Jobs-Skills Quarterly Insights, Skillsfuture Singapore, Technician, Engineering, green skills

Cross-sector and cross-functional green skills such as 'environmental sustainability management' are being highly sought after by employers.

In SkillsFuture Singapore's Q1 edition of Jobs-Skills Quarterly Insights, the focus is on engineers and technicians needing to pick up a bundle of Industry 4.0, green, and digital skills to support job roles that are emerging and in demand. Engineering will also become more important as it responds to global climate and sustainability challenges and goals under the United Nations' 2030 Agenda for Sustainable Development.

Published in collaboration with the Institution of Engineers, Singapore (IES), the report is launched in conjunction with the IES Green Plan, which outlines engineering-centric action plans from 2023 to 2030 in support of the Singapore Green Plan 2030. 

In particular, the report highlights two key trends for the engineering workforce in Singapore:

Trend one: Cross-sector and cross-functional green skills are highly sought after by employers 

These skills include:

  • energy management and audit,
  • sustainable engineering,
  • environmental sustainability management,
  • environmental management system framework development and implementation, and
  • renewables energy system management and integration. 

These skills are in high demand and transferable across multiple engineering job roles.

Breaking it down specifically, skills such as energy management and audit, sustainable engineering, and environment sustainability management support the mitigation and management of scope one emissions that are related to the “direct” emissions of a company caused by operating the things that it owns or controls.

Energy management and audit refers to performing energy audits to optimise the energy performance of energy consuming systems and manage energy consumption, while sustainable engineering refers to designing, constructing and operating engineering systems and assets to optimise energy management and enhance environmental performance. Environment sustainability management means integrating environmental sustainability through the development, implementation and review of sustainability strategies and programmes against industry best practices.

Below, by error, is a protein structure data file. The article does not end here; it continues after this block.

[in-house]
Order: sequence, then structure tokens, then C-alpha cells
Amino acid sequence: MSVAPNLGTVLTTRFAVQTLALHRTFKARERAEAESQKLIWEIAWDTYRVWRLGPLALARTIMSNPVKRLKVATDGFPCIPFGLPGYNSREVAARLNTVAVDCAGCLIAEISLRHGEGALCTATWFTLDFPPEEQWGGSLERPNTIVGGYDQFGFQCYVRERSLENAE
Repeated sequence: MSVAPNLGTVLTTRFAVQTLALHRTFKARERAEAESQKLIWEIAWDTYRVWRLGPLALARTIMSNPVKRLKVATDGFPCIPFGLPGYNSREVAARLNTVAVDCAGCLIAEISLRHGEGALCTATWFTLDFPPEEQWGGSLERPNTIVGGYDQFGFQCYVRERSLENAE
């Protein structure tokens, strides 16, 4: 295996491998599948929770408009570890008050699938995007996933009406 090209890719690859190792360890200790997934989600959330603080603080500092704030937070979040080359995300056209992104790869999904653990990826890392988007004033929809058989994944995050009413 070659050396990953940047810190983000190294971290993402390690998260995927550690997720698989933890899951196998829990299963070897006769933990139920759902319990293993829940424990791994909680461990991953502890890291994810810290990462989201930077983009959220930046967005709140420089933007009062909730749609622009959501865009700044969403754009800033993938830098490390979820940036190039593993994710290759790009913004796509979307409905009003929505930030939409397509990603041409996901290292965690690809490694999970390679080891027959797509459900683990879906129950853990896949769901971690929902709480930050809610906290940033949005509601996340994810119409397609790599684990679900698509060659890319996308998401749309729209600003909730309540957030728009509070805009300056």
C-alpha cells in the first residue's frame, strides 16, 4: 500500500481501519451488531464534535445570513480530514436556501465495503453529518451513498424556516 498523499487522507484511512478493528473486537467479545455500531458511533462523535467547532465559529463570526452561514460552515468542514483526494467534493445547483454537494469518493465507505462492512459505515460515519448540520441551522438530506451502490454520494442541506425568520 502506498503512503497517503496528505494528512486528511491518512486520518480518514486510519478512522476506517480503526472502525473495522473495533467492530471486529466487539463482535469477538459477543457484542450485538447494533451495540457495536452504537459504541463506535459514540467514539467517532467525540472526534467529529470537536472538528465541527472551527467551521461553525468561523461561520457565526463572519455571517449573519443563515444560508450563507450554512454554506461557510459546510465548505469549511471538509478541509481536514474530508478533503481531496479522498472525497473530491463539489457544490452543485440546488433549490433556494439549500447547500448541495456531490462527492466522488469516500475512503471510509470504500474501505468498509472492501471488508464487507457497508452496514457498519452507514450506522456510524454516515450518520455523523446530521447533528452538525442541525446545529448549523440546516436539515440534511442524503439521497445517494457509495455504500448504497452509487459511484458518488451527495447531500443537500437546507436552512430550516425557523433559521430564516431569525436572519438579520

At the same time skills such as renewables energy system management and integration and energy management and audit also support the control of scope two emissions, which are “indirect” emissions created by the production of the energy that a company buys. Finally, skills in environmental sustainability management and environmental management system framework development and implementation, amongst others, can help mitigate scope three emissions across a company’s upstream and downstream value chain.

Renewable energy system management and integration analyses impact of renewable energy system integration on energy grid in steady state and during dynamic operation. Energy management and audit means performing energy audits to optimise the energy performance of energy consuming systems and manage energy consumption

Trend two: Changing job content of existing engineering and technician roles, as well as the emergence of new green job roles.

Engineering job roles that most require the above green skills include both:

  • existing engineering roles (which are greening with more work functions and key tasks focusing on environmental compliance, energy management, and climate mitigation), as well as,
  • new job roles (that require engineers to be knowledgeable in emerging low carbon and clean technologies and possess digital skills such as internet of things (IoT) application, programming and coding, and big data analytics).

Between 2018 and 2021, these engineering roles with the highest hiring demand are energy engineer, solar PV project development engineer, health, safety and environment (HSE) manager, power technician, and facilities engineer.

In terms of the greening of existing engineering jobs, roles with greening job content include environment, health and safety (EHS) manager and facilities engineer. Traditionally, an EHS manager assesses work environment for work hazards caused by environment or work processes. However, in today’s context, their work also encompasses the protection and sustainability of the physical work environment and work processes as well as compliance to new regulations related to environmental sustainability.

In tandem, new/emerging green job roles, such as roles in solar PV development and deployment and energy sustainability engineering, are also growing. Besides functional domain skills such as in engineering maintenance and operations, these roles require engineers to be knowledgeable in emerging clean technologies, managing environmental sustainability, as well as possess skills such as IoT applications, programming and coding, and big data analytics.

Using the role of a battery energy storage systems (BESS) solar engineer as an example, those in this role are also required to pick up skills in clean energy systems such as battery systems design management, smart grid implementation and integration, and digital skills


Lead image / Jobs-Skills Quarterly Insights

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